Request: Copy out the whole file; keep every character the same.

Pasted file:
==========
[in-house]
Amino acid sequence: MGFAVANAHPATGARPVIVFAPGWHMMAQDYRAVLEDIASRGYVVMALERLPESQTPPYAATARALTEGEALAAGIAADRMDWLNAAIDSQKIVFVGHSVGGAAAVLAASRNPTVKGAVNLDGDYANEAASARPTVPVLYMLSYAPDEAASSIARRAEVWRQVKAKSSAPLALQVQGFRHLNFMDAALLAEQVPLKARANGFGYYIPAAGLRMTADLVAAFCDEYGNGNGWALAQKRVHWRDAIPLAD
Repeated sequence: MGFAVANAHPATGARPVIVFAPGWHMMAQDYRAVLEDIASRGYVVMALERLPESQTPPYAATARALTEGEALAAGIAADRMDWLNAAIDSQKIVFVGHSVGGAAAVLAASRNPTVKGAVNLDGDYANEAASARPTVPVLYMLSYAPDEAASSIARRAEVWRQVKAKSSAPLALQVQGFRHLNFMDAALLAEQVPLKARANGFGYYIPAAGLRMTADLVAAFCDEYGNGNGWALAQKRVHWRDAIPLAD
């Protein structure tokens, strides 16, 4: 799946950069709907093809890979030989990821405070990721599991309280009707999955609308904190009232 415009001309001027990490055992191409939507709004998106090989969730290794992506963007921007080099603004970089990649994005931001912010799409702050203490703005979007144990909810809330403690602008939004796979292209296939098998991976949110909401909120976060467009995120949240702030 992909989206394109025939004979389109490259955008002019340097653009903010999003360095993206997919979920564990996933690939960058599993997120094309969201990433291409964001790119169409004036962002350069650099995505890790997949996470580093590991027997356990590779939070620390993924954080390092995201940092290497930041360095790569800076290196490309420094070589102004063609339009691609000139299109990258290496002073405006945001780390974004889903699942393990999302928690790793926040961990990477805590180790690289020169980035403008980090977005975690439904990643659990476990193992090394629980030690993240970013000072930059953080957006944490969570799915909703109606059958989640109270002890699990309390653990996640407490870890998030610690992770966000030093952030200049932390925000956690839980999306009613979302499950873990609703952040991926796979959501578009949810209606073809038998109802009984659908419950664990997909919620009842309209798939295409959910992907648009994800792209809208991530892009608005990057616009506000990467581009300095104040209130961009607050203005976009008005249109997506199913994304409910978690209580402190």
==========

[in-house]
Amino acid sequence: MGFAVANAHPATGARPVIVFAPGWHMMAQDYRAVLEDIASRGYVVMALERLPESQTPPYAATARALTEGEALAAGIAADRMDWLNAAIDSQKIVFVGHSVGGAAAVLAASRNPTVKGAVNLDGDYANEAASARPTVPVLYMLSYAPDEAASSIARRAEVWRQVKAKSSAPLALQVQGFRHLNFMDAALLAEQVPLKARANGFGYYIPAAGLRMTADLVAAFCDEYGNGNGWALAQKRVHWRDAIPLAD
Repeated sequence: MGFAVANAHPATGARPVIVFAPGWHMMAQDYRAVLEDIASRGYVVMALERLPESQTPPYAATARALTEGEALAAGIAADRMDWLNAAIDSQKIVFVGHSVGGAAAVLAASRNPTVKGAVNLDGDYANEAASARPTVPVLYMLSYAPDEAASSIARRAEVWRQVKAKSSAPLALQVQGFRHLNFMDAALLAEQVPLKARANGFGYYIPAAGLRMTADLVAAFCDEYGNGNGWALAQKRVHWRDAIPLAD
């Protein structure tokens, strides 16, 4: 799946950069709907093809890979030989990821405070990721599991309280009707999955609308904190009232 415009001309001027990490055992191409939507709004998106090989969730290794992506963007921007080099603004970089990649994005931001912010799409702050203490703005979007144990909810809330403690602008939004796979292209296939098998991976949110909401909120976060467009995120949240702030 992909989206394109025939004979389109490259955008002019340097653009903010999003360095993206997919979920564990996933690939960058599993997120094309969201990433291409964001790119169409004036962002350069650099995505890790997949996470580093590991027997356990590779939070620390993924954080390092995201940092290497930041360095790569800076290196490309420094070589102004063609339009691609000139299109990258290496002073405006945001780390974004889903699942393990999302928690790793926040961990990477805590180790690289020169980035403008980090977005975690439904990643659990476990193992090394629980030690993240970013000072930059953080957006944490969570799915909703109606059958989640109270002890699990309390653990996640407490870890998030610690992770966000030093952030200049932390925000956690839980999306009613979302499950873990609703952040991926796979959501578009949810209606073809038998109802009984659908419950664990997909919620009842309209798939295409959910992907648009994800792209809208991530892009608005990057616009506000990467581009300095104040209130961009607050203005976009008005249109997506199913994304409910978690209580402190």